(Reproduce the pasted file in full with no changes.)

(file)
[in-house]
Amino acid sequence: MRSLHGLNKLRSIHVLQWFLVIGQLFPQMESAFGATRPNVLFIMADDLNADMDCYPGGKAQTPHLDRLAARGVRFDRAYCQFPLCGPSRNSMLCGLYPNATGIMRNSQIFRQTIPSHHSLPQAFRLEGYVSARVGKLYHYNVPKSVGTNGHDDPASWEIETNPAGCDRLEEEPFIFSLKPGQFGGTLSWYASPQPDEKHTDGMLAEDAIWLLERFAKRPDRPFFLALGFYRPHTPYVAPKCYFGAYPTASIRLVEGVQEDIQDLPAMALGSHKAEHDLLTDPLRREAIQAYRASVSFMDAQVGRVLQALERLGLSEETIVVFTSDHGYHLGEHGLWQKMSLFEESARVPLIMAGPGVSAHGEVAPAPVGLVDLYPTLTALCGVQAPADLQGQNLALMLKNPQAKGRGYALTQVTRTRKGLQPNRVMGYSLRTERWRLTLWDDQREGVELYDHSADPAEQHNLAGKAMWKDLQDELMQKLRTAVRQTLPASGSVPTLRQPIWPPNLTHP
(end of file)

[in-house]
Amino acid sequence: MRSLHGLNKLRSIHVLQWFLVIGQLFPQMESAFGATRPNVLFIMADDLNADMDCYPGGKAQTPHLDRLAARGVRFDRAYCQFPLCGPSRNSMLCGLYPNATGIMRNSQIFRQTIPSHHSLPQAFRLEGYVSARVGKLYHYNVPKSVGTNGHDDPASWEIETNPAGCDRLEEEPFIFSLKPGQFGGTLSWYASPQPDEKHTDGMLAEDAIWLLERFAKRPDRPFFLALGFYRPHTPYVAPKCYFGAYPTASIRLVEGVQEDIQDLPAMALGSHKAEHDLLTDPLRREAIQAYRASVSFMDAQVGRVLQALERLGLSEETIVVFTSDHGYHLGEHGLWQKMSLFEESARVPLIMAGPGVSAHGEVAPAPVGLVDLYPTLTALCGVQAPADLQGQNLALMLKNPQAKGRGYALTQVTRTRKGLQPNRVMGYSLRTERWRLTLWDDQREGVELYDHSADPAEQHNLAGKAMWKDLQDELMQKLRTAVRQTLPASGSVPTLRQPIWPPNLTHP